Roy Stevenson December 28, 2011 TWEET COMMENTS 4

Weight Station - Page 2

The Leanness Advantage

First, let's look at the physiological advantages of being a lean trail runner. The basic factor that determines our ability to run long and fast is our maximal oxygen uptake (aka VO2max), of which weight is a critical component. VO2max is measured by running on a treadmill in a lab to exhaustion while a measurement of our oxygen consumption at the end point is taken using a gas analyzer. Then, to measure our oxygen uptake relative to our individual body weight, this figure is converted to milliliters of oxygen and divided by our body weight, in kilograms. A good runner will have a VO2max over 65 mlsO2/kg, with elite distance runners and trail runners being over 70 mls/kg.

Although VO2max is to a large extent genetically determined, the lighter the runner, the higher the oxygen consumption per kilogram of body weight will be, and the faster the runner will be over ultra and trail runs. Being overweight also means that you have to expend extra calories to pull your body over the same distance, and the extra fat makes it harder for us to lose heat during our ultras.

Thus we are penalized for carrying extra weight, and when starting out the best thing the beginning trail runner can do is to lose weight to improve his or her VO2max. Fortunately, by doing lots of long-distance running, you can improve your VO2max significantly—between 15 and 25 percent in the first eight to 16 weeks, according to elite trail and ultrarunner Greg Crowther of Seattle, who has a Ph.D. in physiology and biophysics from the University of Washington. "The percentage improvement can change a lot, even as much as 50 percent over several years," says Crowther.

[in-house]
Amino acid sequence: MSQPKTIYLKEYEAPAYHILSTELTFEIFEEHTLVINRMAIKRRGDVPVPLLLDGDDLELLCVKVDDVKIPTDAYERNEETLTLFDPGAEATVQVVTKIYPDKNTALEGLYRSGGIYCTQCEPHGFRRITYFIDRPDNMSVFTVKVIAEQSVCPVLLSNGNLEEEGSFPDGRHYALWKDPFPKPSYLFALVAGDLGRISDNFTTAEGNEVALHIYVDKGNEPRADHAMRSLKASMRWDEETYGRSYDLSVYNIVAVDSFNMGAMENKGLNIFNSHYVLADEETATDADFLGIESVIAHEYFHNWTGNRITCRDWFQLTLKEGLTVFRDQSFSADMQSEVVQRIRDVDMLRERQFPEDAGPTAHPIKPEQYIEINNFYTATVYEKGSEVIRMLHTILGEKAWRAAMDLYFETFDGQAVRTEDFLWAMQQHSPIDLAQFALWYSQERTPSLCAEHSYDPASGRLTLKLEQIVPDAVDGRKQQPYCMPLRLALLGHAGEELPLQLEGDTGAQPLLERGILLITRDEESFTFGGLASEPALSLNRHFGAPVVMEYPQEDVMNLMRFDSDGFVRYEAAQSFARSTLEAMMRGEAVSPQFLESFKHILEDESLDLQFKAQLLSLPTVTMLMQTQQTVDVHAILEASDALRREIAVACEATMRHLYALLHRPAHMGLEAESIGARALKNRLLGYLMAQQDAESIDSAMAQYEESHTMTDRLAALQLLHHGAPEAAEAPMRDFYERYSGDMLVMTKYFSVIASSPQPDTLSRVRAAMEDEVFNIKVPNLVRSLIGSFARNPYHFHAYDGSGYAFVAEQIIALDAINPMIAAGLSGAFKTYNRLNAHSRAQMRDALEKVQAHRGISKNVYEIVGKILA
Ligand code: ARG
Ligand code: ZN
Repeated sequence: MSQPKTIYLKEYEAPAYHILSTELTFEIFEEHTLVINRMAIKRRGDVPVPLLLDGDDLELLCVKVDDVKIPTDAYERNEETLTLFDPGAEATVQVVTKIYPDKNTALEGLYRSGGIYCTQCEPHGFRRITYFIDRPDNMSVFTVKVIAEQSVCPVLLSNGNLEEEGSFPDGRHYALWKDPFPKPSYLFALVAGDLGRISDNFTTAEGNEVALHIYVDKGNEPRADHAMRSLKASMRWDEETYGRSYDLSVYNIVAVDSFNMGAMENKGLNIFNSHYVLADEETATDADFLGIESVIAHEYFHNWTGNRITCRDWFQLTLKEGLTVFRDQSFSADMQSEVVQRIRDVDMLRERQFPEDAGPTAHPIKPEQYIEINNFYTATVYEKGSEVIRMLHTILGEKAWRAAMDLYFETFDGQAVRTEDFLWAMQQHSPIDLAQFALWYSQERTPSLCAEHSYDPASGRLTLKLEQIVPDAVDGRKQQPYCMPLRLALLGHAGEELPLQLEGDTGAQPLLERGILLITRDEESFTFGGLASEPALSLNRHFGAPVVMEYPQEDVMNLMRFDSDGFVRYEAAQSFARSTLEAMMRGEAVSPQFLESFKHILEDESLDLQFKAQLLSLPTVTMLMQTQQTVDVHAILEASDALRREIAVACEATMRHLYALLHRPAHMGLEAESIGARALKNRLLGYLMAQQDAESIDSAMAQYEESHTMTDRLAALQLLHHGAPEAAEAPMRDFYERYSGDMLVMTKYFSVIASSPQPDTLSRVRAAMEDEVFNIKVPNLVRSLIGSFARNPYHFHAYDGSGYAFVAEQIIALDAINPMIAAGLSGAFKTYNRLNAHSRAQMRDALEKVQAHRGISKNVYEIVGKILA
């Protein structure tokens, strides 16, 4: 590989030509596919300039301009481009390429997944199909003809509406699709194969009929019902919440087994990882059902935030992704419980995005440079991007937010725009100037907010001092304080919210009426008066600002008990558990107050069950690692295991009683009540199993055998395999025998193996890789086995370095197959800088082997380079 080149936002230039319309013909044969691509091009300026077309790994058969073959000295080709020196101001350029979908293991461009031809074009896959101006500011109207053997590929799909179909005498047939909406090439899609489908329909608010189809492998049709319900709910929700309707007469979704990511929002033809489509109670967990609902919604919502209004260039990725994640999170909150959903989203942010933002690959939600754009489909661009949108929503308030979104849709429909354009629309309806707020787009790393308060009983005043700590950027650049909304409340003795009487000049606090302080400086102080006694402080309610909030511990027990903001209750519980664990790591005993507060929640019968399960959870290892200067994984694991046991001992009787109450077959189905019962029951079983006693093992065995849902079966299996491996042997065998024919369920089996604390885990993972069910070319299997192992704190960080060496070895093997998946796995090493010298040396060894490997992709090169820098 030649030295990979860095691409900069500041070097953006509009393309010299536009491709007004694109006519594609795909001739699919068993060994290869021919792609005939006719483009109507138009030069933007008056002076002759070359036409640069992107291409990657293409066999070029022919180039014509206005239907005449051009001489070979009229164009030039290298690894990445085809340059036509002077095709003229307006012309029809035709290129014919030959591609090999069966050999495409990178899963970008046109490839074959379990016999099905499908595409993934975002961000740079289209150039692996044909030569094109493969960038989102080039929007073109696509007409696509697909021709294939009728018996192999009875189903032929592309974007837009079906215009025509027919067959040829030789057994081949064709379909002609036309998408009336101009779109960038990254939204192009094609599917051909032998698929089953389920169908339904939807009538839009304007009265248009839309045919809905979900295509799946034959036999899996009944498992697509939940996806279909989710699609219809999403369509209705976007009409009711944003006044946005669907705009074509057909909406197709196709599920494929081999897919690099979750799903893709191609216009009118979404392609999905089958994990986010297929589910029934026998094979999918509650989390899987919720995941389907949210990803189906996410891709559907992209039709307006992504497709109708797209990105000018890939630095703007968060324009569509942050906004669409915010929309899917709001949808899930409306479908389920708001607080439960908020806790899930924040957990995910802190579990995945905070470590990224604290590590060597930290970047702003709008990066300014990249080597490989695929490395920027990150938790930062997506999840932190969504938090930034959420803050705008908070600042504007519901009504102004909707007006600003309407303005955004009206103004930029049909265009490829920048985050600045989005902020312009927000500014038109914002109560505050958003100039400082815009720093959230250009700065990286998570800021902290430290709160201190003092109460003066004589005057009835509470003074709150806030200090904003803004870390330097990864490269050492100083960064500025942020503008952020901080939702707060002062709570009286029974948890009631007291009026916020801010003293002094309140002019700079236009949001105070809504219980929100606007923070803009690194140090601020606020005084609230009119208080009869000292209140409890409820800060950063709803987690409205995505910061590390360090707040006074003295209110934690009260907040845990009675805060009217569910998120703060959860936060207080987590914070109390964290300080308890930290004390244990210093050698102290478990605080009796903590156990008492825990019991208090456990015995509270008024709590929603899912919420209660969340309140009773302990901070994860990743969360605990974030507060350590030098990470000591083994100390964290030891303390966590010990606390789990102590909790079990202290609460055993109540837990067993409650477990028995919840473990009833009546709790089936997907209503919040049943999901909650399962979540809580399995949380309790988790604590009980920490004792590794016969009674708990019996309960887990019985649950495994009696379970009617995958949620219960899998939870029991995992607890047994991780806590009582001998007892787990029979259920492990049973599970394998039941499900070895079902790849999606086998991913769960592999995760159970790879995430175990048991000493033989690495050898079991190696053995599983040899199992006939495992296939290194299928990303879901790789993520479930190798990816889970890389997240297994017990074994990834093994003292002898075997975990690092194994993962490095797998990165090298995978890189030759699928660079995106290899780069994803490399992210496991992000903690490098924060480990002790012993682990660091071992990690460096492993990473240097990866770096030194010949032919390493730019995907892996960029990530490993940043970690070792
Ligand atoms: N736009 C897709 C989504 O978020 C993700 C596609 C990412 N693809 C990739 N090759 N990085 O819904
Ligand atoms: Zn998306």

Crowther, who has raced 26 ultras ranging from 50 kilometers to 100 miles, finishing 24 and winning 11, says, "I improved my time at the White River 50 by about four minutes from 2009 to 2010, partly because I was about four pounds lighter. Extra weight is also an issue for up- and downhill running, when the quadriceps are under extra stress from the eccentric contractions. Anything that you can do to minimize this stress, including weighing no more than necessary, should help reduce muscle damage."

Running Versus Other Aerobic Activities

Next, let us compare running with the other major aerobic activities in the calorie-burning sweepstakes. See the accompanying sidebar for a ranking of the most common aerobic sports in descending order of calorie burn (biggest burners at the top).

Running is the heaviest calorie burner, ranking over cross-country skiing, lap swimming, rowing and cycling. Trail running would rank in the top three categories, because of the constantly changing terrain and the extra calories being burned by the stabilizer muscles that enable us to negotiate trails' twists and turns.

This is all encouraging, but take a look at the fine print in the final column and you will see that burning large amounts of calories requires long and intense workout levels. For example, you would have to run roughly 8 mph (7.5-minute miles) for one hour to burn 1100 calories—somewhat discouraging when you consider that a 1000-calorie burger can be eaten in 10 minutes!

Also, these paces and distances are beyond the range of the beginning or overweight runner. The high-intensity requirement makes it almost impossible for recreational runners to employ a running program for effective weight loss, and overweight people are at an even greater disadvantage because they are more likely to experience muscle soreness and injury than normal weight people, because of their excess weight. While overweight people tend to lose weight faster than normal weight people, especially in the early stages of exercise, they are simply not able to maintain the energy demands of training fast every day, and will inevitably end up exhausted, sick or injured.


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